Some movies are important in a big way. Like Crazy Rich Asians, a movie with the ambition and nuance to be culturally important just as it is lavish and bombastic. Then there are movies that feel important in a smaller scale. These movies are like To All the Boys I’ve Loved Before, a movie that delivers its importance in simple and subtle ways.
I feel that To All the Boys I’ve Loved Before (abbreviated to TATBILB from now on) ought to be a companion piece to Crazy Rich Asians. The reason is obvious: both movies star Asian-Americans set against the largely unchanged landscape of romantic comedies. Yet both uses the Asian-American context very differently. In Crazy Rich Asians, it is to juxtapose traditional Asian mentality against the liberalised immigrants. In TATBILB, it is about the slow, quiet removal of racial lenses and filters.
But perhaps I shouldn’t add too much pressure for TATBILB to please. The movie is, first and foremost, a teen romantic comedy with all the trappings of one, and ought to be viewed as such. It is to be enjoyed as one would, guiltily or earnestly, enjoy something intrinsically made to please and ease. But it’s the little things it does that becomes subtly subversive, and makes it a lot cleverer than it appears.
TATBILB is a Netflix-exclusive flick adapted from the 2014 young adult romance novel by Jenny Han. It follows Lara Jean Covey (Lana Condor), a half-Korean, half-Caucasian teenage girl living in Not-Really-Determined Town, USA. Shy and a little reclusive, Lara Jean is dealing with a variety of growing pains – a fear of driving, a close-knit elder sister moving away, and coming to terms with her mother’s passing. There’s also the matter of Josh, her major crush who is also, unfortunately, her elder sister’s boyfriend.
To cope with this, Lara Jean writes a love letter to Josh, which she stows away with the four other love letters to All the Boys She’s Loved Before. “I write a letter when I have a crush so intense that I don’t know what else to do,” she tells the audience.
What follows is a rom com plot of typical proportions. Unbeknownst to her, Lara Jeans’ letters are all sent out, opening the floodgates of embarrassing problems she isn’t equipped to deal with. One of the recipient of her letters is Peter (Noah Centineo), the high-school star lacrosse player. He offers her a deal: they could both pretend to date. That way, Lara Jean could avoid an awkward confrontation with Josh, and Peter could reawaken the interest of his ex-girlfriend, the mean girl Gen (Emilija Baranac).
Yes, the premise is cute and silly. Yes, it’s all in favour of doling out love dodecahedrons and awkward misunderstandings and life-affirming epiphanies. But the movie works by being charming, and by rooting the film in an indie-feeling groundedness. It’s 10 Things I Hate About You by way of Lady Bird, if that makes any sense.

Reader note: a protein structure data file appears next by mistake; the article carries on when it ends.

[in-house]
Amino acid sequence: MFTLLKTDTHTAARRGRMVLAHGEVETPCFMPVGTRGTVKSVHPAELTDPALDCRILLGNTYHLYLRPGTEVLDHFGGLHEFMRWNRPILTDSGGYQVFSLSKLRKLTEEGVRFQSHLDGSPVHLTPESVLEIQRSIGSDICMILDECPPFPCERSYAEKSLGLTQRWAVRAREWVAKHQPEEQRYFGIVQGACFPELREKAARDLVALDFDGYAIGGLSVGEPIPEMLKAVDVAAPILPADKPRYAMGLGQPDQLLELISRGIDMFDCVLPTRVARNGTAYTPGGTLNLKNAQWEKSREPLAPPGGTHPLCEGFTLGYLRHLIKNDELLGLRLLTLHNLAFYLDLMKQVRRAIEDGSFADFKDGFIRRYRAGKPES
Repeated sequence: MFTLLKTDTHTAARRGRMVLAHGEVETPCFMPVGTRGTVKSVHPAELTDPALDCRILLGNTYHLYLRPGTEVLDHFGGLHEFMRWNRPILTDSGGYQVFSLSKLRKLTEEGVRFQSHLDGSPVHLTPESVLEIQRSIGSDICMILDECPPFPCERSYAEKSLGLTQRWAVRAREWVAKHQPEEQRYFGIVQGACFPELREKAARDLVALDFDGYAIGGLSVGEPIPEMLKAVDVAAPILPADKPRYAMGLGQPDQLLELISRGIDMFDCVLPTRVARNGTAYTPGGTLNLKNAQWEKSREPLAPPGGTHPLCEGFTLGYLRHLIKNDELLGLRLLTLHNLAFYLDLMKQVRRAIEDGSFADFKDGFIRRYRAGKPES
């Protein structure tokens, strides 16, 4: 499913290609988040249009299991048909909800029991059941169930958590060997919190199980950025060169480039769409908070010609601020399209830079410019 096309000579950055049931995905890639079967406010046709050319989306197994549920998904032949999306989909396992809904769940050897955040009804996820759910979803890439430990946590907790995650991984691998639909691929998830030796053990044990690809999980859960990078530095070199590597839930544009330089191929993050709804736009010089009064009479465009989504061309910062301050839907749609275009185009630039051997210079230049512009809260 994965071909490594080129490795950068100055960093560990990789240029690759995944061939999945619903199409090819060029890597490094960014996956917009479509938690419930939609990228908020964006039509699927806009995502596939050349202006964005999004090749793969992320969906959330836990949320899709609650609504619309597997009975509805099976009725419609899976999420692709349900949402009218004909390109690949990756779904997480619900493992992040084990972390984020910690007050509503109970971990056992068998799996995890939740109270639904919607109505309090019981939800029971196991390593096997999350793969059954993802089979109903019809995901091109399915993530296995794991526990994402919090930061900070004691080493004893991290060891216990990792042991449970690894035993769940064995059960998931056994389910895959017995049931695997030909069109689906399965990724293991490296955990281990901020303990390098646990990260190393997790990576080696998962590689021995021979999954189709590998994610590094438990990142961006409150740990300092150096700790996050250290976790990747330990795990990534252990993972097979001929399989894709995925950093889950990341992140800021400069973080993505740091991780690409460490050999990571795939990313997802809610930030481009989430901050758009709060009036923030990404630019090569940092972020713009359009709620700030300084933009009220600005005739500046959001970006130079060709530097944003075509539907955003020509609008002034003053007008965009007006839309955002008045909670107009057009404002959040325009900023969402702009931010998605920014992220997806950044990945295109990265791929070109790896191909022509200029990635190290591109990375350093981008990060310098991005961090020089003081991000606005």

It will be an irresistibly comfortable movie to cuddle up to, but TATBILB does offer more than familiar fuzzy feelings. The performances are great, for one. Condor brings with her all the quintessential elements of a great teen-rom-com protagonist – smart yet adorkable, shy but not unsure of herself. Perhaps wondrously, the movie treats her Korean-American heritage as nonchalantly as possible. It’s not a key component of her characteristics, nor does it ever become an issue, but it exists enough to colour her world. It’s in the conversations she has about home-cooked Korean food, or the familial bond with her two sisters.
Then there’s Noah Centineo’s Peter, who subverts most of the typical jock leads of teen-roms. At first glance he appears bog standard – snarky, commands the centre of attention and dates the hottest girl in school. Here, though, he’s genuinely sensitive. He listens, he cares, and he’s not afraid to open up. When Lara Jean and Peter’s relationship deepens, it’s because he’s done the legwork. It makes it all the more honest and heartfelt.
It’s easy to let the strength of its cast and writing carry the movie, yet TATBILB has an attention to detail that’s worthy of praise, particularly its use of the background to expand its characters. When we’re first introduced to Lara Jean, her room is a mess of strewn clothes and junk, yet her romance novel bookshelf is meticulously neat, indicating her romantic tendencies. In one scene, we see individual family portraits that are painted instead of studio-shot photos, belying a more artful, quirky household.
Occasionally the scenes are framed brilliantly, like how a particular argument between two characters are set with a wooden beam in between them, setting them on separate planes of thought. In another shot, a character is framed between two goals – a literal “goal” to approach. It adds more personality to the film, and makes it feel fresher than the rest of the rom-com crop. TATBILB is director Susan Johnson’s second film. I’m curious to see what she’ll bring next.
It’s unlikely that this movie will be a cultural and media juggernaut that Crazy Rich Asians is setting out to be. But I’d argue that it’s just as significant – namely in letting an Asian-American teen carry the film. It’s not just so that Asian-American teenage girls can feel like they can be the protagonist in their own romantic tale. It’s that her race and heritage isn’t the point. There’s no glowing neon arrows pointing at it, begging for attention. She’s absolutely normal, and that becomes rather extraordinary.